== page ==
When things work out well – contrary to expectation – it is only right and proper that one acknowledge this. And, as it turns out, the Olympics (whatever the long-term consequences might be) appear to have been a stellar experience. People even less enthused about them than I (whose interest, to quote Edward Lear, would have had to grow to be even cursory) have told me that the energy was positive, the vibe, good and the atmosphere good-natured: in short, the whole experience was simply splendid. For whatever reason, these 2010 Winter Olympics brought out the best in people, visitors and residents alike.
So all in all A Good Thing – and now that the 2010 Winter Olympic and ParaOlympic Games are over, closing ceremonies and fireworks finished, one can breathe a sigh of relief and say: Bravo Vancouver!
Inevitably, a handful of people have taken this wonderful memory way, way too far – at least according to what I read. These folk are said to be “grieving” the end of this huge party, this wonderful feeling of liberation, this sense that Vancouver was a real city, united and at one with the universe. Ah, get over it. Parties end, everybody goes home, the mess has to be cleaned up.
I’ll wager the many small businesses who did zero business during the Olympics aren’t that sorry to seen the end of it, no matter how much as individuals they may have liked dancing in the streets. (A merchant at Granville Island, a hub for many pavilions and events, told me that “unless you sold fast food or booze you didn’t sell anything”.) Perhaps that is why, pleased as I am that it all went well, that I am glad (nay, ecstatic) that I left the city and that it’s bloody over.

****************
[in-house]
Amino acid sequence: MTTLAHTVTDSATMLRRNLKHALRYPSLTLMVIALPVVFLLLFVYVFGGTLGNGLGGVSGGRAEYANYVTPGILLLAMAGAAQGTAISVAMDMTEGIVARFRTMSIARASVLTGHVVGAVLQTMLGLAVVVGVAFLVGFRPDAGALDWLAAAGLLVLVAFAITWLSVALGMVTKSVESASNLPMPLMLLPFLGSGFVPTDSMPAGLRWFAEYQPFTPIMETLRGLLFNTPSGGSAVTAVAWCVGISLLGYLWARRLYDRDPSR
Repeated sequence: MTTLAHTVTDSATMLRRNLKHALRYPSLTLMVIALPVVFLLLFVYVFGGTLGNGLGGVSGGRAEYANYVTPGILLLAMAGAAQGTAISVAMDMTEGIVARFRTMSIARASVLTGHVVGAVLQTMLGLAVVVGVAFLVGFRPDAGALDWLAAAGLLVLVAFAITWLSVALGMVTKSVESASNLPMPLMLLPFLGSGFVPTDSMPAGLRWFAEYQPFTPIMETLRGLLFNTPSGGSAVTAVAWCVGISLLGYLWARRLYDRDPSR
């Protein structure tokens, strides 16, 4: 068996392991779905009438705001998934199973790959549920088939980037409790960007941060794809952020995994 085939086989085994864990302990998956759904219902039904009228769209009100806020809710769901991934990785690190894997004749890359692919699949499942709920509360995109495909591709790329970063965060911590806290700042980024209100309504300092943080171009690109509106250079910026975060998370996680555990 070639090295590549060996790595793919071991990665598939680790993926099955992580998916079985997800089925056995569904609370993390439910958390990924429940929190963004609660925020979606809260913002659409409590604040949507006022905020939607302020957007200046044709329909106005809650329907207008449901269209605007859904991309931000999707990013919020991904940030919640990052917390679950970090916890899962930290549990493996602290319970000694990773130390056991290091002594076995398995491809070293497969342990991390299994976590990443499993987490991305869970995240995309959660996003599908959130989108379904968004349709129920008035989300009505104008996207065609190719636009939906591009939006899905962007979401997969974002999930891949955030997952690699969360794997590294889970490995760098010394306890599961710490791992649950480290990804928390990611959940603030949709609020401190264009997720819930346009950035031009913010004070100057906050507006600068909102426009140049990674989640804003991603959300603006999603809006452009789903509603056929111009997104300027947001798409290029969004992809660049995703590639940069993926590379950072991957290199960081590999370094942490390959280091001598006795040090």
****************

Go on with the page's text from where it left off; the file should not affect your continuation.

My impression is that festivities tended towards youthful exuberance and the beer-fuelled; my proclivities tend more towards red wine and quiet jazz. A friend who wrote an Olympic Diary to record the wonderful time she and her husband had relates that they stood in line for nearly three hours to get into some pavilion or t’other – and frankly, I wouldn’t stand in line that long to meet the late JC .
I don’t see the point of wandering the streets, no matter how charming the crowd or super-cool the win – which that Canada-US hockey final turned out to be.
Even the massive police presence felt benign, protective, apparently. There were a few hiccups at the start, particularly the second day when some scary looking ski-masked thugs broke windows at the Bay downtown and the police looked really jittery. But things settled down – and the massive crowds felt like a large, happy family. Another friend, about as enthused as I was at the outset, told me he found himself (much to his own astonishment) high-fiving a large, mildly sossled, American gent partying downtown and this uncharacteristic gesture actually felt right. OK, that’s impressive.
Perhaps it was all that international attention, the bulk of it positive. This I noticed on my travels; people really seemed psyched about Vancouver and not just the gorgeous scenery, although that did garner much attention. The mountains! The water! The forests! Si beau! And wasn’t I lucky to live in such surroundings. I smiled and mumbled something lame. One cannot, after all, take credit for nature. Still, I couldn’t help feeling a little chuffed. (I didn’t mention I live in the heart of the city and not up in the Whistler mountains.)
Most impressive was the fact that more people turned out to watch and cheer the ParaOlympian athletes than ever before, something no host city or country has done. That was elegant.
So now can we say it was all worth it? Too soon to say, really. True, we did get a metro to the airport from downtown (though having lived a few blocks away from the construction I am still smarting from the dust and noise). And Vancouver did raise its international profile – but will that translate into actual benefits, economic or otherwise? More investment, better and more social housing, fewer homeless people, more opportunities? Possibly, but I doubt it.
In the grand scheme of things, then, did any of it matter? This short event, lasting only a few weeks, no matter how grand everyone says it was? To quote Bertrand Russell: “The fact that an opinion has been widely held is no evidence whatsoever that it is not utterly absurd.”
Well, a spot of absurdity is not the worst of things in a world where so much seems so unrelentingly dreary. So, ephemeral as it may have been, to everyone who was here, to the many volunteers and guides and people who worked on the Games, to the athletes and coaches and all the rest: a tip of my fedora and a red-mittened high five.
The Vancouver Olympics may not have changed the world, but they didn’t stink. A curmudgeon can’t say fairer than that.